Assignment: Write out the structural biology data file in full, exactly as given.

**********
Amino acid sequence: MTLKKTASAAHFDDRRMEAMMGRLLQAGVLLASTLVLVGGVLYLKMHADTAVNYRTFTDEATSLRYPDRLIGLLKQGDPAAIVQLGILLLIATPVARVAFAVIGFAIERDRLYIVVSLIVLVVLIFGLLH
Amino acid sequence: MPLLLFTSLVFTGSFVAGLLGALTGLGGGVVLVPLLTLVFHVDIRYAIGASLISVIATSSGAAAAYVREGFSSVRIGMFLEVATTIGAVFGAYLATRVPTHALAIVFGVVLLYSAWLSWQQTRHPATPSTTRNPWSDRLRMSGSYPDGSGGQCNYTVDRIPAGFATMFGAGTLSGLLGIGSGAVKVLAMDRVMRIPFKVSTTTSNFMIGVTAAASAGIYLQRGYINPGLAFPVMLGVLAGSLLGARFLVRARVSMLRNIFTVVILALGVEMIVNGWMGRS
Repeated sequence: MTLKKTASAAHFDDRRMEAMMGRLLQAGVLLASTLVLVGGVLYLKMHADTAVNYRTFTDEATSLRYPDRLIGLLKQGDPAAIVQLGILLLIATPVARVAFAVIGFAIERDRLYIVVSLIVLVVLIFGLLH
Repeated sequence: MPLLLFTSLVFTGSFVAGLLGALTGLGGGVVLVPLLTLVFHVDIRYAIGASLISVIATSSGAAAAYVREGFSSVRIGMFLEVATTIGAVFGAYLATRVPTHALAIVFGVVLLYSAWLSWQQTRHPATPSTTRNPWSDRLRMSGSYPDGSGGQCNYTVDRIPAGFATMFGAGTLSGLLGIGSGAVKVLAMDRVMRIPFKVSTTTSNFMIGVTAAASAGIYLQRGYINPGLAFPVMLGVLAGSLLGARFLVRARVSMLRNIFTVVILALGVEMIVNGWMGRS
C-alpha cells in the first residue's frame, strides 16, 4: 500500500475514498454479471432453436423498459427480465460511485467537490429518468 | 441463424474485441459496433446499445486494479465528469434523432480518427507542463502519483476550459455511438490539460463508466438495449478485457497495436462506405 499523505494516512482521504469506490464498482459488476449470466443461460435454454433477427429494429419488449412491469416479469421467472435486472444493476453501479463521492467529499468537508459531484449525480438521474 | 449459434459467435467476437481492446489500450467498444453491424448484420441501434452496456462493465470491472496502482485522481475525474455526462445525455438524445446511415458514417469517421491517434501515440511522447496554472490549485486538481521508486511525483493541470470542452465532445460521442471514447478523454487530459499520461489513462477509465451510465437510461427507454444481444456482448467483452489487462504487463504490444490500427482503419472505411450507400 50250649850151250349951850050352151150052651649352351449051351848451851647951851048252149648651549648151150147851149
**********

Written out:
Amino acid sequence: MTLKKTASAAHFDDRRMEAMMGRLLQAGVLLASTLVLVGGVLYLKMHADTAVNYRTFTDEATSLRYPDRLIGLLKQGDPAAIVQLGILLLIATPVARVAFAVIGFAIERDRLYIVVSLIVLVVLIFGLLH
Amino acid sequence: MPLLLFTSLVFTGSFVAGLLGALTGLGGGVVLVPLLTLVFHVDIRYAIGASLISVIATSSGAAAAYVREGFSSVRIGMFLEVATTIGAVFGAYLATRVPTHALAIVFGVVLLYSAWLSWQQTRHPATPSTTRNPWSDRLRMSGSYPDGSGGQCNYTVDRIPAGFATMFGAGTLSGLLGIGSGAVKVLAMDRVMRIPFKVSTTTSNFMIGVTAAASAGIYLQRGYINPGLAFPVMLGVLAGSLLGARFLVRARVSMLRNIFTVVILALGVEMIVNGWMGRS
Repeated sequence: MTLKKTASAAHFDDRRMEAMMGRLLQAGVLLASTLVLVGGVLYLKMHADTAVNYRTFTDEATSLRYPDRLIGLLKQGDPAAIVQLGILLLIATPVARVAFAVIGFAIERDRLYIVVSLIVLVVLIFGLLH
Repeated sequence: MPLLLFTSLVFTGSFVAGLLGALTGLGGGVVLVPLLTLVFHVDIRYAIGASLISVIATSSGAAAAYVREGFSSVRIGMFLEVATTIGAVFGAYLATRVPTHALAIVFGVVLLYSAWLSWQQTRHPATPSTTRNPWSDRLRMSGSYPDGSGGQCNYTVDRIPAGFATMFGAGTLSGLLGIGSGAVKVLAMDRVMRIPFKVSTTTSNFMIGVTAAASAGIYLQRGYINPGLAFPVMLGVLAGSLLGARFLVRARVSMLRNIFTVVILALGVEMIVNGWMGRS
C-alpha cells in the first residue's frame, strides 16, 4: 500500500475514498454479471432453436423498459427480465460511485467537490429518468 | 441463424474485441459496433446499445486494479465528469434523432480518427507542463502519483476550459455511438490539460463508466438495449478485457497495436462506405 499523505494516512482521504469506490464498482459488476449470466443461460435454454433477427429494429419488449412491469416479469421467472435486472444493476453501479463521492467529499468537508459531484449525480438521474 | 449459434459467435467476437481492446489500450467498444453491424448484420441501434452496456462493465470491472496502482485522481475525474455526462445525455438524445446511415458514417469517421491517434501515440511522447496554472490549485486538481521508486511525483493541470470542452465532445460521442471514447478523454487530459499520461489513462477509465451510465437510461427507454444481444456482448467483452489487462504487463504490444490500427482503419472505411450507400 50250649850151250349951850050352151150052651649352351449051351848451851647951851048252149648651549648151150147851149